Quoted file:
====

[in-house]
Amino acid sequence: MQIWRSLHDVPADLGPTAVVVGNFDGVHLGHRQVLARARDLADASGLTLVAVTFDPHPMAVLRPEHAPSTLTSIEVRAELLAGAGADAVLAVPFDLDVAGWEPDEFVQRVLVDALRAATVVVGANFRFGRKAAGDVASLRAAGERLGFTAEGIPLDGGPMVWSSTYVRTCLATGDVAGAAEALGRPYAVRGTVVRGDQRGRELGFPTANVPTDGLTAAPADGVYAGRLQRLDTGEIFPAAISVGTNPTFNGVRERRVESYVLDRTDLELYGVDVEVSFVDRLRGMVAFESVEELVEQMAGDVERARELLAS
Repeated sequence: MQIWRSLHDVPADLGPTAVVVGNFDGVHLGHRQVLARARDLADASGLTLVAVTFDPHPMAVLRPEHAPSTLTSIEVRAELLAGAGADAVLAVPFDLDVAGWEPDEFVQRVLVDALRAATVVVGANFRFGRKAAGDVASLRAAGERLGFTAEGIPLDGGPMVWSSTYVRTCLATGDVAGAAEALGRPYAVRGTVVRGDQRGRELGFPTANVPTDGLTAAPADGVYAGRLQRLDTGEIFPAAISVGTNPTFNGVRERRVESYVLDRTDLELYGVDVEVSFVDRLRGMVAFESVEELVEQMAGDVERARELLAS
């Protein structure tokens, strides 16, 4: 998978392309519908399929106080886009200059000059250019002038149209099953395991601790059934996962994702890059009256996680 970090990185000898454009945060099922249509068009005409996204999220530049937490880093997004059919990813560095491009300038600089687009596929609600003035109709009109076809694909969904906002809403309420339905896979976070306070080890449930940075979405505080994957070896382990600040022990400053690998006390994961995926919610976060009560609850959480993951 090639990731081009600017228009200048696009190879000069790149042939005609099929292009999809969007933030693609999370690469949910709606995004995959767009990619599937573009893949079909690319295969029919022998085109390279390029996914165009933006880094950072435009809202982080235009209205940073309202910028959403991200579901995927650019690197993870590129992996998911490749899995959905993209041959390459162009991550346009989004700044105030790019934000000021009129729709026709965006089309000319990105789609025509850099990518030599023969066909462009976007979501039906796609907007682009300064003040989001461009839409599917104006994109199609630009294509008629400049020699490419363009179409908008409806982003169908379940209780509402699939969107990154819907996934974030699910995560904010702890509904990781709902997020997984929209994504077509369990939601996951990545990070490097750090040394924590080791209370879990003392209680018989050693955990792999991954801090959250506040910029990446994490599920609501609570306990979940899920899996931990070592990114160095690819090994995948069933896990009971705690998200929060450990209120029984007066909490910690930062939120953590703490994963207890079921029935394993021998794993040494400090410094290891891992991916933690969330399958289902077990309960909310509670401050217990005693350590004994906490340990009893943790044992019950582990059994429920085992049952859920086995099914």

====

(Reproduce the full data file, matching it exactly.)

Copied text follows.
[in-house]
Amino acid sequence: MQIWRSLHDVPADLGPTAVVVGNFDGVHLGHRQVLARARDLADASGLTLVAVTFDPHPMAVLRPEHAPSTLTSIEVRAELLAGAGADAVLAVPFDLDVAGWEPDEFVQRVLVDALRAATVVVGANFRFGRKAAGDVASLRAAGERLGFTAEGIPLDGGPMVWSSTYVRTCLATGDVAGAAEALGRPYAVRGTVVRGDQRGRELGFPTANVPTDGLTAAPADGVYAGRLQRLDTGEIFPAAISVGTNPTFNGVRERRVESYVLDRTDLELYGVDVEVSFVDRLRGMVAFESVEELVEQMAGDVERARELLAS
Repeated sequence: MQIWRSLHDVPADLGPTAVVVGNFDGVHLGHRQVLARARDLADASGLTLVAVTFDPHPMAVLRPEHAPSTLTSIEVRAELLAGAGADAVLAVPFDLDVAGWEPDEFVQRVLVDALRAATVVVGANFRFGRKAAGDVASLRAAGERLGFTAEGIPLDGGPMVWSSTYVRTCLATGDVAGAAEALGRPYAVRGTVVRGDQRGRELGFPTANVPTDGLTAAPADGVYAGRLQRLDTGEIFPAAISVGTNPTFNGVRERRVESYVLDRTDLELYGVDVEVSFVDRLRGMVAFESVEELVEQMAGDVERARELLAS
């Protein structure tokens, strides 16, 4: 998978392309519908399929106080886009200059000059250019002038149209099953395991601790059934996962994702890059009256996680 970090990185000898454009945060099922249509068009005409996204999220530049937490880093997004059919990813560095491009300038600089687009596929609600003035109709009109076809694909969904906002809403309420339905896979976070306070080890449930940075979405505080994957070896382990600040022990400053690998006390994961995926919610976060009560609850959480993951 090639990731081009600017228009200048696009190879000069790149042939005609099929292009999809969007933030693609999370690469949910709606995004995959767009990619599937573009893949079909690319295969029919022998085109390279390029996914165009933006880094950072435009809202982080235009209205940073309202910028959403991200579901995927650019690197993870590129992996998911490749899995959905993209041959390459162009991550346009989004700044105030790019934000000021009129729709026709965006089309000319990105789609025509850099990518030599023969066909462009976007979501039906796609907007682009300064003040989001461009839409599917104006994109199609630009294509008629400049020699490419363009179409908008409806982003169908379940209780509402699939969107990154819907996934974030699910995560904010702890509904990781709902997020997984929209994504077509369990939601996951990545990070490097750090040394924590080791209370879990003392209680018989050693955990792999991954801090959250506040910029990446994490599920609501609570306990979940899920899996931990070592990114160095690819090994995948069933896990009971705690998200929060450990209120029984007066909490910690930062939120953590703490994963207890079921029935394993021998794993040494400090410094290891891992991916933690969330399958289902077990309960909310509670401050217990005693350590004994906490340990009893943790044992019950582990059994429920085992049952859920086995099914």